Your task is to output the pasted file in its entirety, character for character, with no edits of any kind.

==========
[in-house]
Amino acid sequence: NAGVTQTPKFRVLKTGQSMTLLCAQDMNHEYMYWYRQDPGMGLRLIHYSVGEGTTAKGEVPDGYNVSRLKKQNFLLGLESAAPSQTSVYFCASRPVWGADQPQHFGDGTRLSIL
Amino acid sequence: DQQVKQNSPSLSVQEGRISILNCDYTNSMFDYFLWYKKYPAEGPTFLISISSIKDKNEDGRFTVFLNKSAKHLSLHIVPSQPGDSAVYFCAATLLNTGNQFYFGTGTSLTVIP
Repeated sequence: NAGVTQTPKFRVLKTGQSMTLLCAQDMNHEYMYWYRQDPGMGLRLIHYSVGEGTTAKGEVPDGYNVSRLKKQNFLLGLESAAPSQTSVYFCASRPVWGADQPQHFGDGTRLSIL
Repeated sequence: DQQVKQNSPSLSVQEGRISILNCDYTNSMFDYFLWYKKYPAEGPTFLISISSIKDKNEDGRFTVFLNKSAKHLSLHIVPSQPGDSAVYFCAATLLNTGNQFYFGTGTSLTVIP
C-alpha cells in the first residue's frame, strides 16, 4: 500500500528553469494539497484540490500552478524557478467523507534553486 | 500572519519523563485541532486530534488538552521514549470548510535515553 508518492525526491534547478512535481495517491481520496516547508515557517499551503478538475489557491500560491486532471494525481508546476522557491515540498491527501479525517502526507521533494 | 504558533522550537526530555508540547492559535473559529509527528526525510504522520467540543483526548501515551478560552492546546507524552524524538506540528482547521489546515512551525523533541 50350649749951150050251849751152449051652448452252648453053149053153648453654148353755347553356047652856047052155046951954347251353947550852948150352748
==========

[in-house]
Amino acid sequence: NAGVTQTPKFRVLKTGQSMTLLCAQDMNHEYMYWYRQDPGMGLRLIHYSVGEGTTAKGEVPDGYNVSRLKKQNFLLGLESAAPSQTSVYFCASRPVWGADQPQHFGDGTRLSIL
Amino acid sequence: DQQVKQNSPSLSVQEGRISILNCDYTNSMFDYFLWYKKYPAEGPTFLISISSIKDKNEDGRFTVFLNKSAKHLSLHIVPSQPGDSAVYFCAATLLNTGNQFYFGTGTSLTVIP
Repeated sequence: NAGVTQTPKFRVLKTGQSMTLLCAQDMNHEYMYWYRQDPGMGLRLIHYSVGEGTTAKGEVPDGYNVSRLKKQNFLLGLESAAPSQTSVYFCASRPVWGADQPQHFGDGTRLSIL
Repeated sequence: DQQVKQNSPSLSVQEGRISILNCDYTNSMFDYFLWYKKYPAEGPTFLISISSIKDKNEDGRFTVFLNKSAKHLSLHIVPSQPGDSAVYFCAATLLNTGNQFYFGTGTSLTVIP
C-alpha cells in the first residue's frame, strides 16, 4: 500500500528553469494539497484540490500552478524557478467523507534553486 | 500572519519523563485541532486530534488538552521514549470548510535515553 508518492525526491534547478512535481495517491481520496516547508515557517499551503478538475489557491500560491486532471494525481508546476522557491515540498491527501479525517502526507521533494 | 504558533522550537526530555508540547492559535473559529509527528526525510504522520467540543483526548501515551478560552492546546507524552524524538506540528482547521489546515512551525523533541 50350649749951150050251849751152449051652448452252648453053149053153648453654148353755347553356047652856047052155046951954347251353947550852948150352748